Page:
Who You Tellin’?

Good dialogue is such an important part of story telling, and personally, I prefer it to exposition.  It can be used to fill in all sorts of important details about a plot or a character, and if it is done right, it can be magical.  As a writer, I understand this, and yet, I suck at writing dialogue.  Terribly.  It is the one part of the whole writing process that intimidates me the most.  I know what makes good dialogue, and I know what it should sound like, but I struggle with it painfully.  Maybe it’s because my own articulation skills are about as suave as Bridget Jones’, but since writing comes much easier to me than speaking, it vexes me to no end that I have such a hard time with it.


I mean, when I’m hanging with my girls and shooting the shit, I have no problem speaking because I’m relaxed and in my element, and whether I am venting about She Who Can Not Be Named, or gushing about how fucking hot Rick from The Walking Dead looks now that he’s shaved off that god-awful beard, I can carry on a conversation like a grown woman with a fairly decent understanding of the English language.  So why can’t I write one?

My dialogue usually looks like this:

“I love you,” she said.

“I know,” he replied.

Now, while that was great spoken dialogue in Star Wars*, it’s excruciatingly boring when reading.


But this:

“I’m in love with you, and I’m not in the business of denying myself the simple pleasure of saying true things. I’m in love with you, and I know that love is just a shout into the void, and that oblivion is inevitable, and that we’re all doomed and that there will come a day when all our labor has been returned to dust, and I know the sun will swallow the only earth we’ll ever have, and I am in love with you.”**

Ugh!  Why can’t I write like that!  You can’t even reply to that with an “I know.”  Those are the kind of words that could actually end a conversation, because if someone said that to me, I would probably be looking at him like a complete dolt with my mouth agape.  So maybe I picked a bad example here, but are you at least feeling my pain here?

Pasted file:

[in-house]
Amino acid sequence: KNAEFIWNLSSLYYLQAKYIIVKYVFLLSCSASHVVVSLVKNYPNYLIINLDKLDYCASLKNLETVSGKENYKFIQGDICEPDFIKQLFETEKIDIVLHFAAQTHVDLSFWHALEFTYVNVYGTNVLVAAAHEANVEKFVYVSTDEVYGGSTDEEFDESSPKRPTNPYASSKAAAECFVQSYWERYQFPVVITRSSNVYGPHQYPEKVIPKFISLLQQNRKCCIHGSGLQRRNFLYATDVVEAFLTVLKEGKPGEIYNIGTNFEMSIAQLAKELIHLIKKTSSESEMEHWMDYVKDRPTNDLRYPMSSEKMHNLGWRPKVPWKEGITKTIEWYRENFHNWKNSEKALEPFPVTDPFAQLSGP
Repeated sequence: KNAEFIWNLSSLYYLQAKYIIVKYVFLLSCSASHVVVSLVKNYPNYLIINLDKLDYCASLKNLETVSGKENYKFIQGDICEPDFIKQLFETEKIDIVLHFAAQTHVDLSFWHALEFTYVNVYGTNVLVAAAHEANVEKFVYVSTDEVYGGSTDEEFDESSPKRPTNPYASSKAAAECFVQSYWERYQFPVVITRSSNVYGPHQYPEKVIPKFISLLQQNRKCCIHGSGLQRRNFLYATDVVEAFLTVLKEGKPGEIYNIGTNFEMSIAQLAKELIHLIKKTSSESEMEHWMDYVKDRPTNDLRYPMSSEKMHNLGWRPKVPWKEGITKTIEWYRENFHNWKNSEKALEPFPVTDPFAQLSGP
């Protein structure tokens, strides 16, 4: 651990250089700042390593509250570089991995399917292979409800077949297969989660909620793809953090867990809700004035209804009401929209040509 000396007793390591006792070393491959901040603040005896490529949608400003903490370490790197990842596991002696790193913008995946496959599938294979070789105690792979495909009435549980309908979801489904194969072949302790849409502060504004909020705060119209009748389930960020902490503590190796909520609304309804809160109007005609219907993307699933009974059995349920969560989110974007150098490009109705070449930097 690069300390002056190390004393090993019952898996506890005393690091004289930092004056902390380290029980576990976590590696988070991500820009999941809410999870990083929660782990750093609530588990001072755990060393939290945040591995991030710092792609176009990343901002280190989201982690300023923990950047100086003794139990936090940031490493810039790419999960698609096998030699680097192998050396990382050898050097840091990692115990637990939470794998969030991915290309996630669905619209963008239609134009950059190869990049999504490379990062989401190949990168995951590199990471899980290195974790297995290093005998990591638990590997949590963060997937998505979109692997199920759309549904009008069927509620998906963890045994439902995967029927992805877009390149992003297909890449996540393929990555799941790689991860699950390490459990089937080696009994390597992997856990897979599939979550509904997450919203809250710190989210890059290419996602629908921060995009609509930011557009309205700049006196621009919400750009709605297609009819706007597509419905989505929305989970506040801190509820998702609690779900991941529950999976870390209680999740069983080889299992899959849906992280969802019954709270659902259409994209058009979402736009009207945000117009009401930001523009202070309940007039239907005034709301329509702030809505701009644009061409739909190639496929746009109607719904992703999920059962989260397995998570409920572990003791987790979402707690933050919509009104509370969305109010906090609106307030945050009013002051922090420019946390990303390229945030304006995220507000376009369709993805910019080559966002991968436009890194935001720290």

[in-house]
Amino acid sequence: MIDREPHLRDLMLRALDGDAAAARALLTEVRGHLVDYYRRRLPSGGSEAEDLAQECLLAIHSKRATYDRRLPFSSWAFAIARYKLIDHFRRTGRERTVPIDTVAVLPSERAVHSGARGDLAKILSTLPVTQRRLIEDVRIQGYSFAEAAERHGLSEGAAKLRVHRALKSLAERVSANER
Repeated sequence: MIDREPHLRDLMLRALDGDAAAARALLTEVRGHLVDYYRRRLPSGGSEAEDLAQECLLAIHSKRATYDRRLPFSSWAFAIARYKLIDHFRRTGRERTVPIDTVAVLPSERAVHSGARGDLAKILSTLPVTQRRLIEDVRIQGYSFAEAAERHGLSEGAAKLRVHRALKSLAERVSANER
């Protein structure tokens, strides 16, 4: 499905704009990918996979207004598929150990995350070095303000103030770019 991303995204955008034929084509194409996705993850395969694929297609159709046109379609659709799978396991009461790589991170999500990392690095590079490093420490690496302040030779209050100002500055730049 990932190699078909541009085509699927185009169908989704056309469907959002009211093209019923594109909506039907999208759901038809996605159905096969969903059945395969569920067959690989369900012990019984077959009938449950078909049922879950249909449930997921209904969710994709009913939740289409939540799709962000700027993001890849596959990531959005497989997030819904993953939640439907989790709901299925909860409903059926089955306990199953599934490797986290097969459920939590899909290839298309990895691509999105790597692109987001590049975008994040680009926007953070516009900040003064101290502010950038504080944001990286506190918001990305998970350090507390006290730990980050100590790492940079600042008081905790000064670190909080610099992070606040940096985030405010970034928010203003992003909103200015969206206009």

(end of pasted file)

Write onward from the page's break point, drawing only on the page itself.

I would be less intimidated by this whole dialogue thing if my characters could just speak to each other the way they spoke to me.  My characters are great at talking to me and telling me where they want to go and what they want to do in the story.  They have no problem opening up to me and telling me their deepest secrets, nor do they hesitate to let me know I need to steer the story in a different direction to accommodate their life in someway.  But they can not speak to each other without sounding like simplistic, boring automatons with no personality.  They know what they want to say to each other, they just can’t say it the way they want to.


I try not to be too hard on myself, and I even ask for help if I need it.  I just hope that as I stumble along my path to reach my goal of New York Times Best Seller, the art of dialogue will somehow click so I can worry about more important things like how to ask for a cameo role if my book is ever made into a movie.

* More precisely from The Empire Strikes Back.

** Quote is from John Green’s The Fault In Our Stars.


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